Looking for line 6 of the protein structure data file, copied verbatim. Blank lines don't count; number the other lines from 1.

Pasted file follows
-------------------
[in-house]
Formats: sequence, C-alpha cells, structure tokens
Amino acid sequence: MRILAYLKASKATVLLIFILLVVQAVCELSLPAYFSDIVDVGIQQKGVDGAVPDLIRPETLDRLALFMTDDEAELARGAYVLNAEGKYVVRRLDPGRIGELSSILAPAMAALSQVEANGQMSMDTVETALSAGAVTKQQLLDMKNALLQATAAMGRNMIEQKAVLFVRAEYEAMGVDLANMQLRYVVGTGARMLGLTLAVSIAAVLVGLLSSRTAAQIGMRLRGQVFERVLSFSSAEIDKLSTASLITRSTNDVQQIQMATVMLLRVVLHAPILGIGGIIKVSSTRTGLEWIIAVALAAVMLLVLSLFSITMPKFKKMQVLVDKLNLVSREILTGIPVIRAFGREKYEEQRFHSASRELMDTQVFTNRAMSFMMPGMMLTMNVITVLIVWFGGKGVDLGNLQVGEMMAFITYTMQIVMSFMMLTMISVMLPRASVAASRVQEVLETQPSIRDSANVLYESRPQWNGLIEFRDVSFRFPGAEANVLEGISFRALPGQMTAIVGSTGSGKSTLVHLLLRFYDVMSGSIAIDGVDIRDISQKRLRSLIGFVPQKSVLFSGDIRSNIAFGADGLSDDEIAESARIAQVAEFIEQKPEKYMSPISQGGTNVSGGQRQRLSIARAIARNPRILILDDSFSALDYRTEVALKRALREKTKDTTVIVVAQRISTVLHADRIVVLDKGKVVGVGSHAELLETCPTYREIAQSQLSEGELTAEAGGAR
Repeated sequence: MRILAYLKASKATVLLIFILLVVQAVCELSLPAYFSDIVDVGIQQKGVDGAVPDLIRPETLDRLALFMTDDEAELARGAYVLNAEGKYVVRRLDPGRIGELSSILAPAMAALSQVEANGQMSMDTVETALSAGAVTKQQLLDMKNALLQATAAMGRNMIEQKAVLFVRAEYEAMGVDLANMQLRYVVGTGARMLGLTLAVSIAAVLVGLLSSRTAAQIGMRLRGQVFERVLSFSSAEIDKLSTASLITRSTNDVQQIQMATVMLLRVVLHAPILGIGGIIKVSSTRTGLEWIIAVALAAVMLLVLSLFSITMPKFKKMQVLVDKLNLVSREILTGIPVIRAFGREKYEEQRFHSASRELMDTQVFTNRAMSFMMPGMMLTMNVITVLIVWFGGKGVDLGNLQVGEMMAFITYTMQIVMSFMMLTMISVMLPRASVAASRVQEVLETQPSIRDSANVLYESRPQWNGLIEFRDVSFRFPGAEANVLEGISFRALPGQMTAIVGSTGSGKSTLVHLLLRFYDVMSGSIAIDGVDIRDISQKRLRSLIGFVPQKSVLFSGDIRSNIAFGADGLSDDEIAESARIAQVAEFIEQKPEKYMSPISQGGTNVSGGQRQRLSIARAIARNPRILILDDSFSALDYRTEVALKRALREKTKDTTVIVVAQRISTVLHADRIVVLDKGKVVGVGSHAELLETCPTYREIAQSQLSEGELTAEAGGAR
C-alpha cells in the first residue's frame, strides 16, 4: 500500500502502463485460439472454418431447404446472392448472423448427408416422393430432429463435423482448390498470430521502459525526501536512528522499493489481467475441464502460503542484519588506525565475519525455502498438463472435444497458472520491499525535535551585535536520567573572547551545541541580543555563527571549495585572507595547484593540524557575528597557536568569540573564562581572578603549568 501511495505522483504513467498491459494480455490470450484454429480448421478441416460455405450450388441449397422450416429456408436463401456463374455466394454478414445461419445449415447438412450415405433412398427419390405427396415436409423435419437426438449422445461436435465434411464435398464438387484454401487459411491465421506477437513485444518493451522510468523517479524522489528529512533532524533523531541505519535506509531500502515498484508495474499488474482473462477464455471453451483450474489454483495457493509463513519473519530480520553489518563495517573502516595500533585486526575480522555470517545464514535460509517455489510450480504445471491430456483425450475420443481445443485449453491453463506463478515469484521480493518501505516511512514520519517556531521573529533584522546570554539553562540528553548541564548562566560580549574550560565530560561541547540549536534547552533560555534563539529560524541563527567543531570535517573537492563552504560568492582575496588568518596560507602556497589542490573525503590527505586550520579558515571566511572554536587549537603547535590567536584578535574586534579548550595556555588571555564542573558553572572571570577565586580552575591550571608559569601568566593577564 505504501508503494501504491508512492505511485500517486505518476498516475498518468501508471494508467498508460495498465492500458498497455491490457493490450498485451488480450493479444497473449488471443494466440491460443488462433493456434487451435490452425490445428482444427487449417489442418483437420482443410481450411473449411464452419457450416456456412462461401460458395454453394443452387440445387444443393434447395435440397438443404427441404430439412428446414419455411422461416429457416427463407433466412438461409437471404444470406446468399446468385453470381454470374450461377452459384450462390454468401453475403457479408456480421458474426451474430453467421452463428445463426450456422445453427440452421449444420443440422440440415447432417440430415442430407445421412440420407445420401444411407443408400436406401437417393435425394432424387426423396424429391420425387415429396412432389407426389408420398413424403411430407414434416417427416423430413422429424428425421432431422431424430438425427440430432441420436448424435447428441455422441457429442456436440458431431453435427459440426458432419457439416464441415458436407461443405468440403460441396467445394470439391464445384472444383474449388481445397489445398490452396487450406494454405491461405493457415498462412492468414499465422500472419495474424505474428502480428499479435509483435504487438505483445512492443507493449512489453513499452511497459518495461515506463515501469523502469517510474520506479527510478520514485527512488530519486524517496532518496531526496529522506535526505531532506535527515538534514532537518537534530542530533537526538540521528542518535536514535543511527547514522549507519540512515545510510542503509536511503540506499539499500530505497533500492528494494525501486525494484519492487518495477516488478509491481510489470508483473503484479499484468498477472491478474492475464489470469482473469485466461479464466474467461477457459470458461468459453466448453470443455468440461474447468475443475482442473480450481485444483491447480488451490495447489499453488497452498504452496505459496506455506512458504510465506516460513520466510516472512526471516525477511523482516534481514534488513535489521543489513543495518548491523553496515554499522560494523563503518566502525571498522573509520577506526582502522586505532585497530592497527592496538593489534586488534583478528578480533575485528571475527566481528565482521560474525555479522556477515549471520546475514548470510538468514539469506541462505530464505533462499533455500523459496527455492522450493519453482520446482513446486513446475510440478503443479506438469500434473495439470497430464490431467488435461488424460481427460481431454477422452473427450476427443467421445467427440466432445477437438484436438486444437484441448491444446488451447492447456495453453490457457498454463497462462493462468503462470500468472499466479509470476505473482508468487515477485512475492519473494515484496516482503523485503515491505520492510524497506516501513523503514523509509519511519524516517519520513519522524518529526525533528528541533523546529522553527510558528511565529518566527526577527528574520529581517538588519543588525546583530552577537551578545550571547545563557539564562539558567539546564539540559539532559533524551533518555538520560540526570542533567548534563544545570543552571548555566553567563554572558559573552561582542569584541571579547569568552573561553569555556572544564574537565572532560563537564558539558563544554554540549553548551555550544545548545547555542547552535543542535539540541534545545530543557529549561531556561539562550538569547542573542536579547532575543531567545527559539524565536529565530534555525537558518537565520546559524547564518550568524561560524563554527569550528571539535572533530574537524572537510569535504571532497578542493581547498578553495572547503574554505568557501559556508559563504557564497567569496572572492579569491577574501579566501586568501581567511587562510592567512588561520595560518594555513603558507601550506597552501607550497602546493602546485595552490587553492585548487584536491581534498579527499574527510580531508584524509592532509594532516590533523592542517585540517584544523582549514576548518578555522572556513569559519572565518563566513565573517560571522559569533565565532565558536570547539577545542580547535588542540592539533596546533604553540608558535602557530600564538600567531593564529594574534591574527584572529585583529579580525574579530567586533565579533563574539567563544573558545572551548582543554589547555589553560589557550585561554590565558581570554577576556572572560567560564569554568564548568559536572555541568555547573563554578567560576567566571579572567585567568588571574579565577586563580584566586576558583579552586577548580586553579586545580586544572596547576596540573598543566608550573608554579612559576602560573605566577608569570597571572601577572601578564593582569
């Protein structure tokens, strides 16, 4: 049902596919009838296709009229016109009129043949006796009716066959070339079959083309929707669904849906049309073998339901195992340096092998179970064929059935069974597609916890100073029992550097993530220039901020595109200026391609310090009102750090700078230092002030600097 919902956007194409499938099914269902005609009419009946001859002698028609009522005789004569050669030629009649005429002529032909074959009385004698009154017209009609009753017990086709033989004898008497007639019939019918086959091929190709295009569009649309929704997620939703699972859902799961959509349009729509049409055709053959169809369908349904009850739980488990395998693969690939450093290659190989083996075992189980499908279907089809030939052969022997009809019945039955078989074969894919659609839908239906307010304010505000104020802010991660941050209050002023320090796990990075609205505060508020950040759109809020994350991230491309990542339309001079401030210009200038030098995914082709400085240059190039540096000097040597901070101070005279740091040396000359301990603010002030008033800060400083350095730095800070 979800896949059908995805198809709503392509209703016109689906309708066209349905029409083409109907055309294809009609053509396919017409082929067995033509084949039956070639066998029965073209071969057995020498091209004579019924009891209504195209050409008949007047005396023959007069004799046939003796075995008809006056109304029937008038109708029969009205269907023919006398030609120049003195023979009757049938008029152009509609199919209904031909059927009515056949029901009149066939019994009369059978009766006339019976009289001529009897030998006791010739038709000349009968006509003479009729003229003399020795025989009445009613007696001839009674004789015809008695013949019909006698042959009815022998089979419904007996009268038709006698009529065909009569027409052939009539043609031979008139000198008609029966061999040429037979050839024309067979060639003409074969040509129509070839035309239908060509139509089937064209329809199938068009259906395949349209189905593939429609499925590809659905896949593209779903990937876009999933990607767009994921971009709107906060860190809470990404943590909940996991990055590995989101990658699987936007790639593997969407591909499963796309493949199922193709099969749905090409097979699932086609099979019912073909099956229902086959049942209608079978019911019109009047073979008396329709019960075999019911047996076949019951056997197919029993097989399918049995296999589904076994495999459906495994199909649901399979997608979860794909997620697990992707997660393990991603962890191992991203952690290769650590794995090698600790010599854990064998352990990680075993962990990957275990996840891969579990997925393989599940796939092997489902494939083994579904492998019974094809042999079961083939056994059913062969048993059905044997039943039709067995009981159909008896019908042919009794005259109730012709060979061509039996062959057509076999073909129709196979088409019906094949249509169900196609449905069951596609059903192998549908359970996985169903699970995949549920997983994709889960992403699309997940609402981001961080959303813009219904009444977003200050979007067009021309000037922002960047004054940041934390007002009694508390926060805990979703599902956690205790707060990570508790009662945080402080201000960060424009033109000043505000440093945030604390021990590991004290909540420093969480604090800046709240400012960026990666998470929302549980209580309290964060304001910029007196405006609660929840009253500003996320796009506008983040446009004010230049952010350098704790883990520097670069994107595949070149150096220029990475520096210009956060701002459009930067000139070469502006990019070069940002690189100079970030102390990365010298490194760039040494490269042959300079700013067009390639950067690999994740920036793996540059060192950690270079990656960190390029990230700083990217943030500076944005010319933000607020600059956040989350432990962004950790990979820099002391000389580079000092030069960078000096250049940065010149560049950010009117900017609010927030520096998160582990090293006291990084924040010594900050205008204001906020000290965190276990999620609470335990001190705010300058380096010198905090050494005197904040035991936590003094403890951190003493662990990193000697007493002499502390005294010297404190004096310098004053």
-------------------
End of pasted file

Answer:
């Protein structure tokens, strides 16, 4: 049902596919009838296709009229016109009129043949006796009716066959070339079959083309929707669904849906049309073998339901195992340096092998179970064929059935069974597609916890100073029992550097993530220039901020595109200026391609310090009102750090700078230092002030600097 919902956007194409499938099914269902005609009419009946001859002698028609009522005789004569050669030629009649005429002529032909074959009385004698009154017209009609009753017990086709033989004898008497007639019939019918086959091929190709295009569009649309929704997620939703699972859902799961959509349009729509049409055709053959169809369908349904009850739980488990395998693969690939450093290659190989083996075992189980499908279907089809030939052969022997009809019945039955078989074969894919659609839908239906307010304010505000104020802010991660941050209050002023320090796990990075609205505060508020950040759109809020994350991230491309990542339309001079401030210009200038030098995914082709400085240059190039540096000097040597901070101070005279740091040396000359301990603010002030008033800060400083350095730095800070 979800896949059908995805198809709503392509209703016109689906309708066209349905029409083409109907055309294809009609053509396919017409082929067995033509084949039956070639066998029965073209071969057995020498091209004579019924009891209504195209050409008949007047005396023959007069004799046939003796075995008809006056109304029937008038109708029969009205269907023919006398030609120049003195023979009757049938008029152009509609199919209904031909059927009515056949029901009149066939019994009369059978009766006339019976009289001529009897030998006791010739038709000349009968006509003479009729003229003399020795025989009445009613007696001839009674004789015809008695013949019909006698042959009815022998089979419904007996009268038709006698009529065909009569027409052939009539043609031979008139000198008609029966061999040429037979050839024309067979060639003409074969040509129509070839035309239908060509139509089937064209329809199938068009259906395949349209189905593939429609499925590809659905896949593209779903990937876009999933990607767009994921971009709107906060860190809470990404943590909940996991990055590995989101990658699987936007790639593997969407591909499963796309493949199922193709099969749905090409097979699932086609099979019912073909099956229902086959049942209608079978019911019109009047073979008396329709019960075999019911047996076949019951056997197919029993097989399918049995296999589904076994495999459906495994199909649901399979997608979860794909997620697990992707997660393990991603962890191992991203952690290769650590794995090698600790010599854990064998352990990680075993962990990957275990996840891969579990997925393989599940796939092997489902494939083994579904492998019974094809042999079961083939056994059913062969048993059905044997039943039709067995009981159909008896019908042919009794005259109730012709060979061509039996062959057509076999073909129709196979088409019906094949249509169900196609449905069951596609059903192998549908359970996985169903699970995949549920997983994709889960992403699309997940609402981001961080959303813009219904009444977003200050979007067009021309000037922002960047004054940041934390007002009694508390926060805990979703599902956690205790707060990570508790009662945080402080201000960060424009033109000043505000440093945030604390021990590991004290909540420093969480604090800046709240400012960026990666998470929302549980209580309290964060304001910029007196405006609660929840009253500003996320796009506008983040446009004010230049952010350098704790883990520097670069994107595949070149150096220029990475520096210009956060701002459009930067000139070469502006990019070069940002690189100079970030102390990365010298490194760039040494490269042959300079700013067009390639950067690999994740920036793996540059060192950690270079990656960190390029990230700083990217943030500076944005010319933000607020600059956040989350432990962004950790990979820099002391000389580079000092030069960078000096250049940065010149560049950010009117900017609010927030520096998160582990090293006291990084924040010594900050205008204001906020000290965190276990999620609470335990001190705010300058380096010198905090050494005197904040035991936590003094403890951190003493662990990193000697007493002499502390005294010297404190004096310098004053």